Even great parents have to ask hard questions about child abuse. It’s important to keep our kids safe with both those we know and those we don’t. And it’s an open-ended conversation that we should all be having even though it seems to be a taboo subject.
This is all about tools to think about abuse, know the signs so you’re equipped to handle it if needed, and resources for your kids. All to help guard your family but not to scare you as a parent.
Extremely Good Parenting Podcast EP. 011
Paula from Beauty Through Imperfection discusses why good, even great, parents have to talk about child abuse and what questions we should all be asking. She’s a child abuse survivor and passionate about spreading awareness and empowering parents so they’re informed. [/color-box]
A closer look at Child Abuse in order to protect your kids
Who is the most likely offender?
Typical abuse behavior is that they build trust with the child first. This is why statistically it’s someone within the family and why we’ve seen this happening in churches and with babysitters. We have to realize it can come from anywhere, but it’s worth discussing for our kids and their safety.
Train your kids & yourself to trust intuition.
If we start asking our kids how they feel about situations immediately as they happen, we can teach them to recognize their feelings in situations and also how to vocalize them.
Advocate for your kids.
In all situations we can be our child’s biggest cheerleader and strongest advocate. Building trust with them is the most crucial way we can advocate for them from an early age, but speaking up for them in tough situations or giving them a voice when they don’t have one is huge.
Your kids don’t have to hug even someone in your family. Let your child choose a way to connect and acknowledge others.
Teaching Anatomically Correct Terms.
In the episode we talk about this and for the first time I realized that it’s not just about kids being able to tell you about something if it happens, but also that abusers typically use other terms and it’s identifiable as something you didn’t teach them.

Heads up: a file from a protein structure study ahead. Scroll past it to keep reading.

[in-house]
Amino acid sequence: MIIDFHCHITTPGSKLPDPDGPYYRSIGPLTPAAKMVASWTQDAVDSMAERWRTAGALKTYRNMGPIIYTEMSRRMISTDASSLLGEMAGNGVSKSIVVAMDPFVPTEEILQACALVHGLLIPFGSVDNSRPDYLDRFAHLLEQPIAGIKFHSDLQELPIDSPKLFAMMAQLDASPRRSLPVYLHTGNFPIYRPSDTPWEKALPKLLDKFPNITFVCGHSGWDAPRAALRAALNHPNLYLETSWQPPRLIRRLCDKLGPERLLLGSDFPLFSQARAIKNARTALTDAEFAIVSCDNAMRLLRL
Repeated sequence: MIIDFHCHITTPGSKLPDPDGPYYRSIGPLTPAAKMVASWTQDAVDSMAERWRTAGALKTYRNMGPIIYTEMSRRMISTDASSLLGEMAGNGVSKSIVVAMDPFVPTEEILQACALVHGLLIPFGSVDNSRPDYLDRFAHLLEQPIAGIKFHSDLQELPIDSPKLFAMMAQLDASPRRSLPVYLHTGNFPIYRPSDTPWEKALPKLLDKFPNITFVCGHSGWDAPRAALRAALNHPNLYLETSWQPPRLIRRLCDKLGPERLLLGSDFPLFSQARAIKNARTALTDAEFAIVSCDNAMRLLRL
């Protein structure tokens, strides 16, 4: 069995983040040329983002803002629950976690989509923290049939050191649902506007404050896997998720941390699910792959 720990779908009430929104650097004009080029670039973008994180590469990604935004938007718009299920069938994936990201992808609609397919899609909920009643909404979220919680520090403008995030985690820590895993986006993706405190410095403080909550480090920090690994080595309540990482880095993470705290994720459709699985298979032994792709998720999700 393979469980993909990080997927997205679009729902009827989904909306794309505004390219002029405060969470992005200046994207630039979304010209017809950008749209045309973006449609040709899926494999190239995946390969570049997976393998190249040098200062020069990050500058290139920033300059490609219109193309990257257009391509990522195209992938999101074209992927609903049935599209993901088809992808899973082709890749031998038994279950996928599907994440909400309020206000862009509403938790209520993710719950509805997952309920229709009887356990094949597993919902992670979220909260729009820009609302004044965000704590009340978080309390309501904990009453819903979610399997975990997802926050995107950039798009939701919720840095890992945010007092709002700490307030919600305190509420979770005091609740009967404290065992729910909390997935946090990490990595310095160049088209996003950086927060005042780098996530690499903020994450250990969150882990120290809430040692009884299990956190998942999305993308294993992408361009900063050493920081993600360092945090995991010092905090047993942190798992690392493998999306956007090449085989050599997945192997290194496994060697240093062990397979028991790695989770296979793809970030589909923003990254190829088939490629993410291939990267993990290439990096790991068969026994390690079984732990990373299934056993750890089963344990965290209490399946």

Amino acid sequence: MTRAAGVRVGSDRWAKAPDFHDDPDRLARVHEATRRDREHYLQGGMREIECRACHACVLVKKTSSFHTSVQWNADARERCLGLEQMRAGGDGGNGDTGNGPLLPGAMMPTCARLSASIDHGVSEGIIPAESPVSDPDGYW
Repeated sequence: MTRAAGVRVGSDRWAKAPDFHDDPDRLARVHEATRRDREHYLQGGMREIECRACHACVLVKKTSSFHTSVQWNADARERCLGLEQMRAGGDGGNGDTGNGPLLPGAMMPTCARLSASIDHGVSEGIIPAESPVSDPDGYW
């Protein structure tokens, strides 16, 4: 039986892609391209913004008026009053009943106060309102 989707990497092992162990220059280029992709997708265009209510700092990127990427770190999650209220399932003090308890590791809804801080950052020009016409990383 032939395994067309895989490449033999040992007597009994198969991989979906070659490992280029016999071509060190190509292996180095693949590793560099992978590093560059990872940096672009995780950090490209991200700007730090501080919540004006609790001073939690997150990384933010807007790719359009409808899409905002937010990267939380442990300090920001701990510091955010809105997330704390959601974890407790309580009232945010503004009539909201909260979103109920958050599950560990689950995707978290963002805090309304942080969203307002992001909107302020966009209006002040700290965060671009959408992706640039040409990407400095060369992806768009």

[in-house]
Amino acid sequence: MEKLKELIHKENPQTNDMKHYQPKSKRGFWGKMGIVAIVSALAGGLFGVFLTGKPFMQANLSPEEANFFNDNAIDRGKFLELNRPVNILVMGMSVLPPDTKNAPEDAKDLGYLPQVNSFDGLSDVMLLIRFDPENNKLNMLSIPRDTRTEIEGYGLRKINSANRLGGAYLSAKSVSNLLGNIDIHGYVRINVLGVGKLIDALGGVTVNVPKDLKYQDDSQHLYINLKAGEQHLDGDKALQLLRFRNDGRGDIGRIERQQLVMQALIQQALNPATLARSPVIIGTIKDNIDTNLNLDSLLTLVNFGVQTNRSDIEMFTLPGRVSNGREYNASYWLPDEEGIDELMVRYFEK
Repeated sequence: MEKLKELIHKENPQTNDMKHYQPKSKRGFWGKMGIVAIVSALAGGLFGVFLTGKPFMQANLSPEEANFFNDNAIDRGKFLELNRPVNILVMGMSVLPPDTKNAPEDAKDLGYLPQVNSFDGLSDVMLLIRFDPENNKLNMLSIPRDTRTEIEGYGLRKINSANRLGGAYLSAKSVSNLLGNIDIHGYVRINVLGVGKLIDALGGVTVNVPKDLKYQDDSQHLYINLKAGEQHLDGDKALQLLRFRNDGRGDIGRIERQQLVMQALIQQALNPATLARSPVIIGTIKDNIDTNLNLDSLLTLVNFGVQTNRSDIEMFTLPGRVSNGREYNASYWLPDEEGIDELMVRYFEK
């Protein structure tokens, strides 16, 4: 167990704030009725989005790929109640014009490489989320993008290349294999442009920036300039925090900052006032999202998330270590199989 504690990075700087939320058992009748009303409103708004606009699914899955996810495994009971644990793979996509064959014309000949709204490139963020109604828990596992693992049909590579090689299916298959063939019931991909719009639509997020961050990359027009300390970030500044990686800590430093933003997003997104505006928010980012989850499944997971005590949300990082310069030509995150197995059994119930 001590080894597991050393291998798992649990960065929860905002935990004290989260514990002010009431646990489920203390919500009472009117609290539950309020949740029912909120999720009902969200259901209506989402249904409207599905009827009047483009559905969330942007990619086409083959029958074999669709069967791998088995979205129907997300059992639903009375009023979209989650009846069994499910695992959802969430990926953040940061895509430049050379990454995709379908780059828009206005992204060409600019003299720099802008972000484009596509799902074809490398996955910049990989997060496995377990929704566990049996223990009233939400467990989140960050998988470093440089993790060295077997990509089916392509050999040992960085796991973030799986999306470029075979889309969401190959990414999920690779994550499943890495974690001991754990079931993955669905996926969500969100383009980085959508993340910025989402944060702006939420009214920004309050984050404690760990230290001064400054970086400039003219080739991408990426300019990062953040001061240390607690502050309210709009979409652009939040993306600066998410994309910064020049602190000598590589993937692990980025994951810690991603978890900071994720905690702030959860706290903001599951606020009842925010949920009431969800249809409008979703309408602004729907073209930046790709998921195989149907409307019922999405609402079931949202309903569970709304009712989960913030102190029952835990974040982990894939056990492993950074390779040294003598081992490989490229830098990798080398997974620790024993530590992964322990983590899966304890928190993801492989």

A great way to talk about anatomically correct terms is by first opening the door of discussion about their bodies. Whether is through bodily functions or books designed to empower and educate kids about their bodies.
Respecting boundaries and wishes even when it’s playful.
The good people in your kids’ lives respect their wishes. So when you’re tickling your child, the moment they say stop and you do you are creating trust.
What are good touches?
Be more aware of what types of touches versus saying things like “doctors are safe”. It creates a gray area when kids role play with each other or if an adult “pretends” to be a doctor. The idea is that you can focus on touches that keep us clean and healthy.
Other child abuse questions and topics addressed in the podcast episode
- Why informing yourself is not just about your kids, but their/your friends too.
- Is “Stranger Danger” something we should teach?
- What happens if you suspect a significant other is abusing your child?
- Ways to look for red flags and what to be aware of in others.
- How do I stay vigilant without anxiety and worry?
- What can I do to spot signs of abuse in really young or non-verbal kids?
- Abuse Prevention Series #EndBeforeItStarts
Kara is an author and advocate for positive, grace-filled parenting. She is homeschooler to her 5 children living on a farm in New England. She believes in creative educational approaches to help kids dive deeper into a rich learning experience and has her degree in Secondary Education & Adolescent Childhood Development. She is passionate about connecting with and helping other parents on their journey to raise awesome kids!
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